Market Insight: Your Guide to Navigating the Month Ahead

Find out which economic data and news to watch in April to help manage your portfolio.

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6 min read

A calm-but-consistent stock market rally defined most of 2017, but the first three months of 2018 have been anything but quiet. Investors have experienced market volatility, concerns about inflation, and increased tensions over potential trade wars and tariffs. Plus, major tech companies Spotify and Dropbox both filed to go public, two of the larger public offerings since Snap (SNAP) went public last year. All of these events may set the stage for what’s to come in April.

At the end of March, we’ll also say good-bye to Q1 2018, which on the surface may not seem significant. However, the end of each quarter (March 31, June 30, September 30, and December 31) brings with it a wealth of information for investors. Businesses, government agencies and the Federal Reserve (Fed) release an array of economic and financial data, shedding light on the state of the economy and what it might mean for the markets. With so much information available at once, quarter end can be a good time for investors to review their portfolios and potentially take action, such as rebalancing their accounts, to help keep their investments aligned with their goals. Here are a couple of quarter-end economic reports and other market events happening in April that you may want to keep an eye on.

Watch for News from the Fed 

On April 11, we’ll gain insights into the Fed’s outlook for the economy, inflation, and interest rates when the Federal Open Market Committee (FOMC) minutes are released. Based on previous minutes and comments from the new Federal Reserve Chairman, Jerome Powell, many analysts are anticipating three to four interest-rate hikes this year. How fast and when these increases may occur will depend in part on the strength of the economy and whether inflation continues to edge upward toward the Fed’s 2% target. Interest rate changes, even gradual ones, can affect the performance of stocks and bonds. Given this, you might want to consider investment strategies that may help you weather a rising-rate environment.

Check the Pulse of the Economy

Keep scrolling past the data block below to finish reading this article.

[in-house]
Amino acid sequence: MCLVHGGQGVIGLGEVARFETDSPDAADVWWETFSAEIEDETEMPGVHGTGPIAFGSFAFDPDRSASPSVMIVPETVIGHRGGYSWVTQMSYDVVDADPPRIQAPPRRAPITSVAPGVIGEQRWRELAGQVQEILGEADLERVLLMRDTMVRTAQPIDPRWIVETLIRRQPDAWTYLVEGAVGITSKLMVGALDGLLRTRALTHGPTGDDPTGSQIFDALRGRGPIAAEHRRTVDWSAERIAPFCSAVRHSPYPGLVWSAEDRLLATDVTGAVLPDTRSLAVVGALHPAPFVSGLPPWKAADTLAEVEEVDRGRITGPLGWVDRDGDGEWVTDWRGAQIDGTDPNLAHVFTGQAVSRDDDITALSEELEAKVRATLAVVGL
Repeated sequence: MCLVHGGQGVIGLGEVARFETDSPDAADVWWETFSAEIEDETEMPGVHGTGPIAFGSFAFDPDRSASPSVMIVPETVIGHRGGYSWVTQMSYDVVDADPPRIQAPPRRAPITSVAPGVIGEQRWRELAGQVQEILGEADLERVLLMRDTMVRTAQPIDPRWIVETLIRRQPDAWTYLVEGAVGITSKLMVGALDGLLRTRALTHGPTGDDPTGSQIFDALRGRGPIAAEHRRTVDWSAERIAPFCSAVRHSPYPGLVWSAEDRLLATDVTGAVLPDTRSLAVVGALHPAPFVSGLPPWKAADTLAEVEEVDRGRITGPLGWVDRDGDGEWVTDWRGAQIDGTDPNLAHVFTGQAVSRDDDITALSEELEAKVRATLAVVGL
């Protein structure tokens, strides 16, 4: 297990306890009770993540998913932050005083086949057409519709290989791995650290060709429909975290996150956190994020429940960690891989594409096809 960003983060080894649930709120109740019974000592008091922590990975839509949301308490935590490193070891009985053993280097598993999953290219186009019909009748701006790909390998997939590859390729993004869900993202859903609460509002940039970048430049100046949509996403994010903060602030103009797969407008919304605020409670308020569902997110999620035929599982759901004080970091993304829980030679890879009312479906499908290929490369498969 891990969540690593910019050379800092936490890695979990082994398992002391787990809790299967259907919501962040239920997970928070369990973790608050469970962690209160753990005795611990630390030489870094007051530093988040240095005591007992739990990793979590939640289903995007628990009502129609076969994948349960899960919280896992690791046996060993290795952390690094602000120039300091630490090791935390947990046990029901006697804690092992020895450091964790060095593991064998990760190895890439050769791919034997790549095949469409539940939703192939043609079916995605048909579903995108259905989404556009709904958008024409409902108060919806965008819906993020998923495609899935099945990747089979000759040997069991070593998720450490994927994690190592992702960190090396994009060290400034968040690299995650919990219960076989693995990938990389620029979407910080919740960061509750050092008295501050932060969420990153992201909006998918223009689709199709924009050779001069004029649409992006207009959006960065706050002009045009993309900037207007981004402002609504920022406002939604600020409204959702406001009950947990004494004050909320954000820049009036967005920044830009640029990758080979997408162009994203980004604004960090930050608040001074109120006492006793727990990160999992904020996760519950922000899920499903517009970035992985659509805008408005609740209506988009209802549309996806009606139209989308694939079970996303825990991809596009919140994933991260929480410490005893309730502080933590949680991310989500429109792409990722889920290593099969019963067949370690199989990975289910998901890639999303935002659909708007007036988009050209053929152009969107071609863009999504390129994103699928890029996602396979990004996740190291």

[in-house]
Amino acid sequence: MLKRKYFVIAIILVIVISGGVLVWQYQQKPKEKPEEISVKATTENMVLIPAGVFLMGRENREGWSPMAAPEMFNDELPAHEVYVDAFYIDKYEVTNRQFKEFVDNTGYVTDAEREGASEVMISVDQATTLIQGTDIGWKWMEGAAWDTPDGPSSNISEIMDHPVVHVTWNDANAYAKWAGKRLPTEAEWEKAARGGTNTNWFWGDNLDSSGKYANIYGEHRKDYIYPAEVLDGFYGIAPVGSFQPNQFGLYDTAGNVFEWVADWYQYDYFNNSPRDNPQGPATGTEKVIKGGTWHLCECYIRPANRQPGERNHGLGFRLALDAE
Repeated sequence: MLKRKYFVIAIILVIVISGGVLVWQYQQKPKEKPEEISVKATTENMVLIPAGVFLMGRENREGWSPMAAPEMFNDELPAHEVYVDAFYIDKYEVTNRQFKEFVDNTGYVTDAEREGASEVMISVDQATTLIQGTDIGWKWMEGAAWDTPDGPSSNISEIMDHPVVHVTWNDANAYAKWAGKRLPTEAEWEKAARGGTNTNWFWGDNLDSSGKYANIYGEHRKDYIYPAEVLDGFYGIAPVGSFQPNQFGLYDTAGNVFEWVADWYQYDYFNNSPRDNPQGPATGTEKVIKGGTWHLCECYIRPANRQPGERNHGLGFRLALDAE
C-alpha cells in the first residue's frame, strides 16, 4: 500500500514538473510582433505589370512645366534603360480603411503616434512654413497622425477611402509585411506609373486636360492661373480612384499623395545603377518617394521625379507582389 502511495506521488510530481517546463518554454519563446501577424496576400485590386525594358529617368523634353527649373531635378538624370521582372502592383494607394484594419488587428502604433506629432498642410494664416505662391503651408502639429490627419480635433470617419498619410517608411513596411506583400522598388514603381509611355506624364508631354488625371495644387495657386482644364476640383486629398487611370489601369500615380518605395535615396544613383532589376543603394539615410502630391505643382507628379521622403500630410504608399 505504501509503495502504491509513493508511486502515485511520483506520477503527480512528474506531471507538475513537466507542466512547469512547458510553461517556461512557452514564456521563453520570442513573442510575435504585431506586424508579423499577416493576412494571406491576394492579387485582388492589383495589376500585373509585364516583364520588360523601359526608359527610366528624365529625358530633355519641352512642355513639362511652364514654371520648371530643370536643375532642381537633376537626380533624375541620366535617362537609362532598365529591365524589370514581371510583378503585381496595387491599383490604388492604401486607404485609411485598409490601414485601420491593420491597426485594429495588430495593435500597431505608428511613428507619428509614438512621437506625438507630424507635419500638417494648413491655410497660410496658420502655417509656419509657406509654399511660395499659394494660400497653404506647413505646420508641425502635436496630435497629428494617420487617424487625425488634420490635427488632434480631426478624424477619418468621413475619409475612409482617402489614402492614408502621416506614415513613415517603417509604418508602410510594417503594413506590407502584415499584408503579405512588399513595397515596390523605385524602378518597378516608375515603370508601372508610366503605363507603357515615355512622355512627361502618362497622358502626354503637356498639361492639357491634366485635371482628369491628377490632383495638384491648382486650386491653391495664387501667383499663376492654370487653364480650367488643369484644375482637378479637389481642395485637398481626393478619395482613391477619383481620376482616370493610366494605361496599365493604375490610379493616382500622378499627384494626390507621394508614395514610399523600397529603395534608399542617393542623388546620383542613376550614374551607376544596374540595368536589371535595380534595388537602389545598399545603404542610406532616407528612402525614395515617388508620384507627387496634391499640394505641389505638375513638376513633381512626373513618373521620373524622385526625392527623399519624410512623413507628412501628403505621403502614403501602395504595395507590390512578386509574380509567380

The Fed looks at many factors to gauge whether the economy may be growing or shrinking, including:

  • Jobs Report. Past reports seem to point to a growing economy and a tight labor market—a combination that could potentially lead to higher wages and wage-based inflation. When the report is released on April 6, it’s important to focus not only on the number of jobs that were created or lost but also in which sectors. For example, jobs added in construction or manufacturing may indicate continued consumer demand. Another closely-watched metric from the jobs report is wage growth, which earlier in 2018 marked the highest rate since 2009. Rising wages could indicate inflation, and thus could affect the Fed’s interest rate policy.
  • Corporate Earnings. Publicly-traded companies are required to report their earnings on a quarterly basis. This information is viewed as a sign of a company’s strength and profitability, and tends to drive stock prices. For this reason, the markets may be more volatile during earnings season depending on whether the reports meet investors’ and analysts’ expectations. While it’s important to review the earnings reports of any individual stocks you own, it can also be important to focus on trends in key sectors, such as healthcare, technology, financial services, and energy. 

The Q1 earnings season kicks off on April 13 with the big banks, including JPMorgan Chase (JPM) and Wells Fargo (WFC). Other notable companies are also expected to release their earnings in April: Citigroup (C), Johnson & Johnson (JNJ), Procter & Gamble (PG), Verizon (VZ), Apple (AAPL), Amazon (AMZN), Alphabet (GOOGL), Microsoft (MSFT), Chevron (CVX), and Exxon Mobil (XOM). As these companies go, so may the markets. You may want to review your portfolio to ensure you’re not over-weighted in any one particular stock or sector.

  • Gross Domestic Product (GDP). This figure measures the total value of goods and services produced in the U.S. on a quarterly basis. The advance estimate for first quarter 2018 will be released on April 27, but the number is usually revised at least once after the initial release. The economy slowed slightly during the fourth quarter of last year due to a large increase in imports. However, consumer demand remained strong. GDP for all of 2017 was up 2.3%, compared to 1.5% growth in 2016. Analysts generally look at GDP over multiple quarters to determine which direction the economy may be headed.

Don’t Forget Uncle Sam

While April 17 may be a relatively quiet day for economic reports, you don’t want to ignore this date. It’s the deadline for filing your 2017 taxes without an extension and a good reminder to seek out opportunities to potentially lower the amount you owe. If you haven’t already filed, you may still make a 2017 contribution to a traditional IRA, possibly reducing your taxable income while building your retirement savings. Already filed? Consider ways to create a more tax-efficient investment strategy for 2018 and beyond. 

Focus on the Big Picture  

Investing is personal and it’s easy to let emotions take over. Having a plan before you invest can help you with this. Just remember, one negative or positive piece of information does not make a trend. The same can be said for an up or down day in the markets. Try not to let emotions get in the way and work to keep things in perspective by looking at the facts. Reviewing all the data together over the course of several months might provide a much clearer picture of the economy and may help you decide if your portfolio is allocated properly given your short- and long-term goals.

Invest Well,

JJ

@TDAJJKinahan

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